So, when the incident is shown on TV, with no context given to her actions or their aftermath, Akane is flooded with hundreds upon hundreds of messages with horrific words from hatred to bullying. The manga does not shy away from how disturbing this is; many of us who are often online will have witnessed the ‘cancelling’ of a celebrity and seen such awful tweets in real life. The tweets in the manga read very much like the ones you’ll see online, with missing grammar (sometimes) and lack of filter, using language that someone would never say in real life but is quite comfortable with typing it out online. Other stories that cover this topic sometimes make the tweets too well written or clunky hashtags to the point of feeling too fake to believe, but here you FEEL the visceral impact of each message and the pits of despair that Akane falls into as a result, from the framing of the tweets to the bombardment of the press on top of it. The reader feels claustrophobic and can only imagine how it must be in real life to get this kind of horrid attention. When Akane’s despair reaches its peak, it’s Aqua who comes in to help her, but also gambles with her future by leaking her plight to the press and even playing the ‘social media’ game by editing a video in an attempt to sway the public’s opinion of her. Like a lot of [Oshi No Ko]’s other harsh criticisms of the entertainment industry, the manga is very contemptuous of how easy it can be to sway fans from one mind-set to another, in that it’s all a game to just maintain the status quo. In reality, we are only given a small look into the much larger and real picture of a person, so as long as the press or celebrity in question (plus their fanbase) paints the right picture at the right time, then their careers are safe, until the next ‘cancelled’ moment. It’s a brutal take, that not only shows how damaging it can be to the psyche of someone who is suffering from being cancelled, but also that the so-called ‘fans’ have way more power in their large numbers than they ever did prior to the internet, and that they have no idea how their typing can have devastating consequences.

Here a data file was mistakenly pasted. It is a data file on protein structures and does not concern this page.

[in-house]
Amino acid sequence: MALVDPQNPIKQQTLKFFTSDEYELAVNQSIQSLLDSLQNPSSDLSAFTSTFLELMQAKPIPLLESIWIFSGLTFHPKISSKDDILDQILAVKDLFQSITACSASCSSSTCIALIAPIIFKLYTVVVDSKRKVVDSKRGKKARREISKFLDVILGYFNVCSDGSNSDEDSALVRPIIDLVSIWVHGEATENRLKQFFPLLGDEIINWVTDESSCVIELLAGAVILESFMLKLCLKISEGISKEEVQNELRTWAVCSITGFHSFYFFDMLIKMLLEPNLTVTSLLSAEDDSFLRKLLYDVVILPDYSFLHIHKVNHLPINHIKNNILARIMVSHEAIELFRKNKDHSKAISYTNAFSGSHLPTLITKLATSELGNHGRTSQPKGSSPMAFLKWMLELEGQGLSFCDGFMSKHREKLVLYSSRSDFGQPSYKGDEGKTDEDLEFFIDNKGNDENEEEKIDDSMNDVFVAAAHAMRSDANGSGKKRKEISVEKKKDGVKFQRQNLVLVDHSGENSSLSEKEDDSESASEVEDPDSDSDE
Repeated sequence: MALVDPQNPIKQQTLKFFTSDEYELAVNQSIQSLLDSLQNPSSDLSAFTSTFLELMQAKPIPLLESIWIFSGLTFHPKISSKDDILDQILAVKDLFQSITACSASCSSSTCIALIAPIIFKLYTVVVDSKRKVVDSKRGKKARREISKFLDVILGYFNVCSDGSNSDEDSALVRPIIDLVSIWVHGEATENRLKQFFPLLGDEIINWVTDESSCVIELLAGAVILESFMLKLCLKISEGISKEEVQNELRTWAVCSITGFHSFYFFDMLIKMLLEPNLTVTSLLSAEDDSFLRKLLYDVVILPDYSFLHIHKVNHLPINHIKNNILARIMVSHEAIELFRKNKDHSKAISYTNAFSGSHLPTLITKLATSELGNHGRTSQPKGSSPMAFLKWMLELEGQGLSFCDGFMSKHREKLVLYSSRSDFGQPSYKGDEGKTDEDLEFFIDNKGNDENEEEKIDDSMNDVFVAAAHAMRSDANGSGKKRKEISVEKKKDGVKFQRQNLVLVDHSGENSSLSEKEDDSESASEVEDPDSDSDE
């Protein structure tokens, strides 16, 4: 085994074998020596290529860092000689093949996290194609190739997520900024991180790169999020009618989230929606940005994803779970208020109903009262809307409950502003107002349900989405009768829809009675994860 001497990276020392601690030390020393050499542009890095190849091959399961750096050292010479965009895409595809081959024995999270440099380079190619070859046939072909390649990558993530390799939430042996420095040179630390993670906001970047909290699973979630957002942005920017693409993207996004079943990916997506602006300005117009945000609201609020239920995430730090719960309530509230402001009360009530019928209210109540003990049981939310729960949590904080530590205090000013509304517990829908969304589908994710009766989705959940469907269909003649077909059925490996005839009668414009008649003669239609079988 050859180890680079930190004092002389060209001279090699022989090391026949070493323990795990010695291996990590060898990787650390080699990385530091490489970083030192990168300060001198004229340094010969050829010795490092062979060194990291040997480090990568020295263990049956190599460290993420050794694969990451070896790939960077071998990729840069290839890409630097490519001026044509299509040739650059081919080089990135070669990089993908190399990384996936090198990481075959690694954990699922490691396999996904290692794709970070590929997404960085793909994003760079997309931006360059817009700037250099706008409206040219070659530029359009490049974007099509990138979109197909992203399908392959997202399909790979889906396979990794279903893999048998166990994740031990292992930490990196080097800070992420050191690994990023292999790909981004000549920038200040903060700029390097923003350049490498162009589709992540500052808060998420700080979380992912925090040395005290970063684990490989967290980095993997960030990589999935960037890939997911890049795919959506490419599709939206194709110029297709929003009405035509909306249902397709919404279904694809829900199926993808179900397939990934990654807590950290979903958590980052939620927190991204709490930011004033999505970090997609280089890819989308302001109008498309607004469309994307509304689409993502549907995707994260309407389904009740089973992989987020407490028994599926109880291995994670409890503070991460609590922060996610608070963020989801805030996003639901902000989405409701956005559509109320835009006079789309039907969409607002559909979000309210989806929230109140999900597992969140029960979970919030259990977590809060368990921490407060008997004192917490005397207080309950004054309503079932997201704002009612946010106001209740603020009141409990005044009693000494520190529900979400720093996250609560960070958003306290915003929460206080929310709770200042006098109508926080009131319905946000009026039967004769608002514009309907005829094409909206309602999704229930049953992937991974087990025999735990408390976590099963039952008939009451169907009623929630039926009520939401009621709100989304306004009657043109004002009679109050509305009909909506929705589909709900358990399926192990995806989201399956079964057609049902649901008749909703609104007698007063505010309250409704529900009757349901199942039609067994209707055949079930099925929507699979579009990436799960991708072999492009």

During this arc we also get an interesting insight into Aqua’s character development as well; he’s still very narrow-minded in his goal to find out who is Ai’s killer, so he’s willing to play any game to get what he wants. This has the consequences of hurting others he’s completely unaware of, such as Kana (who clearly has feelings for him) and another female in the reality show, who’s been caught in Aqua’s downwards spiral. But I also liked how the manga revisits his feelings towards his past life, reminiscing about how his memories and love for Ai might not have been so healthy, and realizing that his mind expands as he grows older, with the line between ‘Aqua’ and his previous life ‘Gorou’ starting to blur. He remains a fascinating character to follow, even if you don’t always agree with his thought process or actions.

Then there’s Ruby, who doesn’t have much page-time in this book, but we get to see the next step of her journey into becoming an idol. The crossover event with another YouTube was a funny chapter that helps break up the darker sides of the volume, and seeing how tough it is to just start out as a YouTube star was an interesting insight; it will be good to see more of it as the series progresses.

Taylor Engel continues to translate the book, with a few interesting titbits in the translation notes as well. I can imagine that translating every single horrible tweet must have been a challenge! The book also contains a mini-manga that’s a side story to some of the reality show contestants; it’s not long but gives interesting insights to the other characters.

[Oshi No Ko] continues to really push the story with each volume whilst not shying away from the darkness aspects of the entertainment industry. It handles them with the bluntness and perspective that are not always explored, especially for a newish phenomenon such as ‘cancelling’. But where will Aqua’s journey into finding his dad take him next? We’ll just have to find out in Volume 4!

Our review copy from Yen Press was supplied by Diamond Book Distributors UK.

9 / 10


By day, I work in the television industry. By night, I'm a writer for Anime UK News. Twitter: @lilithdarkstorm